It is raining but you don’t believe that it is raining. Imagine accepting this claim. Then you are committed to saying ‘It is raining but I don’t believe that it is raining’. This would be an ‘absurd’ thing to claim or assert, yet what you say might be true. It might be raining, while at the same time, you are completely ignorant of the state of the weather. But how can it be absurd of you to assert something about yourself (...)
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  6. Moore’s Paradox and the Priority of Belief Thesis.John N. Williams - 2013 - Philosophical Studies 165 (3):1117-1138.
    Moore’s paradox is the fact that assertions or beliefs such asBangkok is the capital of Thailand but I do not believe that Bangkok is the capital of Thailand or Bangkok is the capital of Thailand but I believe that Bangkok is not the capital of Thailand are ‘absurd’ yet possibly true. The current orthodoxy is that an explanation of the absurdity should first start with belief, on the assumption that once the absurdity in belief has been explained then this will (...)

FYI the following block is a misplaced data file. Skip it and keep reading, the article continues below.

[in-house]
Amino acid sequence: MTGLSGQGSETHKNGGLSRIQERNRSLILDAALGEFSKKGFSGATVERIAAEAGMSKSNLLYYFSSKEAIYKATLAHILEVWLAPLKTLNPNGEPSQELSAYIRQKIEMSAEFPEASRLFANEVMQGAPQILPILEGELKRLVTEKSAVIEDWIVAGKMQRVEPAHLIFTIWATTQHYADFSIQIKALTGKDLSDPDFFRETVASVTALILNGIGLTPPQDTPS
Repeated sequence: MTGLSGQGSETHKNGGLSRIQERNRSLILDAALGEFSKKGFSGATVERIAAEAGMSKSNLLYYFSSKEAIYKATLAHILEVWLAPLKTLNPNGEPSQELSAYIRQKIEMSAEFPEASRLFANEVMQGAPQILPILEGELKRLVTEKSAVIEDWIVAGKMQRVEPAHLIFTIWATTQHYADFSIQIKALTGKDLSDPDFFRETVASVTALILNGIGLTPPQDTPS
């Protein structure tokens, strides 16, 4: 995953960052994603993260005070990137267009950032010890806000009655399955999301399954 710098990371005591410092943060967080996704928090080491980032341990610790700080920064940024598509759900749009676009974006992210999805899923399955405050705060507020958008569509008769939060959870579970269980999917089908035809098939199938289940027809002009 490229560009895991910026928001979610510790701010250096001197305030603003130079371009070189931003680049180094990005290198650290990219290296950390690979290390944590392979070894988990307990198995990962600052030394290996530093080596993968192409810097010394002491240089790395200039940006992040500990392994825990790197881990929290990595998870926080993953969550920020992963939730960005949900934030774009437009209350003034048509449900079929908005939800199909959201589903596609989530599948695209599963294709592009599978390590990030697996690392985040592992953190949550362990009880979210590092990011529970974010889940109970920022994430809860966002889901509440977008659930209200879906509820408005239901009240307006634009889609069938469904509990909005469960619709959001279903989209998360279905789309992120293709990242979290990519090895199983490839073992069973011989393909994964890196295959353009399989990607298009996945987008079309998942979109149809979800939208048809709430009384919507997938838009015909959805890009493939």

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  7. Moore’s Paradox, Truth and Accuracy: A Reply to Lawlor and Perry.John N. Williams & Mitchell S. Green - 2011 - Acta Analytica 26 (3):243-255.
    G. E. Moore famously observed that to assert ‘I went to the pictures last Tuesday but I do not believe that I did’ would be ‘absurd’. Moore calls it a ‘paradox’ that this absurdity persists despite the fact that what I say about myself might be true. Krista Lawlor and John Perry have proposed an explanation of the absurdity that confines itself to semantic notions while eschewing pragmatic ones. We argue that this explanation faces four objections. We give a (...)